Conclusion: These results indicate that equimolar [N.sub.2]O inhalation is efficient in reducing patient discomfort and may be an alternative to general anesthesia.

Key words: bronchoscopy; conscious sedation; outpatients; randomized trial

Abbreviations: ANOVA = analysis of variance; FB = flexible bronchoscopy; [N.sub.2]O = nitrous oxide/oxygen mixture; NS = not significant; Sp[O.sub.2] = transcutaneous oxygen saturation; TO = 5 min before the procedure; T1 = passing through the nose; T2 = passing through the trachea; T3 = during bronchial sampling; T4 = 5 min after the end of the procedure; VAS = visual analog scale

Flexible bronchoscopy (FB) is a diagnostic and therapeutic tool of great value in clinical practice. However, it is an invasive procedure that is associated with frequent minor adverse effects such as nose and throat pain and with very few serious side effects. (1,2) A survey (3) in the United Kingdom reported the use of topical anesthesia alone by 10% of physicians and of a benzodiazepine sedation alone by 63%. An opioid alone or in combination with benzodiazepine were preferred by 28% of physicians. Sedation has been shown to allay anxiety and to reduce stress, to improve patient comfort and co-operation, to provide amnesia, and to facilitate the bronchoscopic procedure. (4) Various sedation protocols have been proposed. (4) Deep sedation may improve patient tolerance to the procedure but is associated with morbidity and mortality. (5-7) A study (8) in children suggests that nitrous oxide may be efficient in reducing patient discomfort during FB. Very few and minor side effects have been reported with the use of this gas, which is widely used for its analgesic properties associated with light sedation. (9,10) We therefore carried out a prospective, randomized, double-blind study to assess efficiency of a prefixed, equimolar nitrous oxide/oxygen mixture ([N.sub.2]O) on the reduction of patient discomfort induced by FB in adults.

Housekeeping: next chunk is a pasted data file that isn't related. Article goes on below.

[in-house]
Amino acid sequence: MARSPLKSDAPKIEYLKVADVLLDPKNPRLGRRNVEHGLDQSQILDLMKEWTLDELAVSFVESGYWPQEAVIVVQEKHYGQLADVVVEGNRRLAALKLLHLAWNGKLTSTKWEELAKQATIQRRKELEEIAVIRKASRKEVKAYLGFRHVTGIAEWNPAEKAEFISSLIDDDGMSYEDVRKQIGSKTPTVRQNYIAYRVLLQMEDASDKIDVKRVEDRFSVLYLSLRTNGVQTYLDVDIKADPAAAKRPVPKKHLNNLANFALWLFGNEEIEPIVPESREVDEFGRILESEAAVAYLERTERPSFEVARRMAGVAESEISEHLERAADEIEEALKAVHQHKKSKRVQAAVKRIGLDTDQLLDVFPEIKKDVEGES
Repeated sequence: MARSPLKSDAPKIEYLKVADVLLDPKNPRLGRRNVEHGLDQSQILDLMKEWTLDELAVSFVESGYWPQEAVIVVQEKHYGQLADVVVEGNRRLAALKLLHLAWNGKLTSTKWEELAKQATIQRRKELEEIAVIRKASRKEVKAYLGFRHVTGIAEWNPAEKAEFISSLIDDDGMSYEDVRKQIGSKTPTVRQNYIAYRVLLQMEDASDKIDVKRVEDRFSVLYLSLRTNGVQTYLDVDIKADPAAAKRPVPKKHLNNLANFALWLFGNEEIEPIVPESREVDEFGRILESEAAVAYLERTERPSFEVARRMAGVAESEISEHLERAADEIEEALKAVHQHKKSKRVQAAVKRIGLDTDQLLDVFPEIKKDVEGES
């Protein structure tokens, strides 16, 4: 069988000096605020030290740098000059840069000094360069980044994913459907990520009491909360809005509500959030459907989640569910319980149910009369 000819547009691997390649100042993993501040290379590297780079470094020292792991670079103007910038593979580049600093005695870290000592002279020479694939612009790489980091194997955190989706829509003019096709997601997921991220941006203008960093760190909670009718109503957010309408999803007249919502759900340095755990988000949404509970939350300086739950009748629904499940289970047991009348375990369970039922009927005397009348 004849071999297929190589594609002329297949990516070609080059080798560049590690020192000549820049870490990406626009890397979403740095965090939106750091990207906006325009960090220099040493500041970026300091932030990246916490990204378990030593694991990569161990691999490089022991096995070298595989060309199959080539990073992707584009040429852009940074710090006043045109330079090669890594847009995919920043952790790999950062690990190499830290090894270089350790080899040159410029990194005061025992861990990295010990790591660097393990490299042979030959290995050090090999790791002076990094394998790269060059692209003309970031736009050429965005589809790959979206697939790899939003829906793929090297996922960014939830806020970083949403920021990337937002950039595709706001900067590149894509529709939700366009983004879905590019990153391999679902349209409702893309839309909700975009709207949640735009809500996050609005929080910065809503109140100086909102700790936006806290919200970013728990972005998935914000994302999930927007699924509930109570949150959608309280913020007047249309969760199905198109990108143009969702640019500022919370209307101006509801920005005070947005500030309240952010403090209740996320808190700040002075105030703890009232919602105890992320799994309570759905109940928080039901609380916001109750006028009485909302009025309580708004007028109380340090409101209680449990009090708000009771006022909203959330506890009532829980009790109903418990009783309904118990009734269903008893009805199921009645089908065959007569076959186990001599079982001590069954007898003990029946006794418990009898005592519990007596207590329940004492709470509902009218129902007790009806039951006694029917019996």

The protocol was approved by the local Ethics Committee (Comite de Protection des Personnes dans la Recherche Biomedicale), and signed informed consent was obtained from all participating patients before the procedure. Adult patients were recruited in the Lung Disease Department of a tertiary care hospital.

Patients were considered eligible for the study if they required FB for diagnostic purposes including BAL or bronchial biopsies. Patients were excluded if any of the following criteria were fulfilled: (1) absence of indication for BAL or bronchial biopsy leading to a FB duration too short to assess all parameters of patient stress; (2) respiratory failure as assessed by a FE[V.sub.1] < 1 L, FE[V.sub.1]/FVC ratio < 40%, and Pa[O.sub.2] < 60 mm Hg breathing room air; (3) low performance status; (4) inability to answer the questionnaire; (5) pregnant or breeding women; and (6) contraindication to nitrous oxide usage: cranial hypertension, unconsciousness, pneumothorax, and vitamin [B.sub.12] deficiency. (11,12)

Study Design and Measurements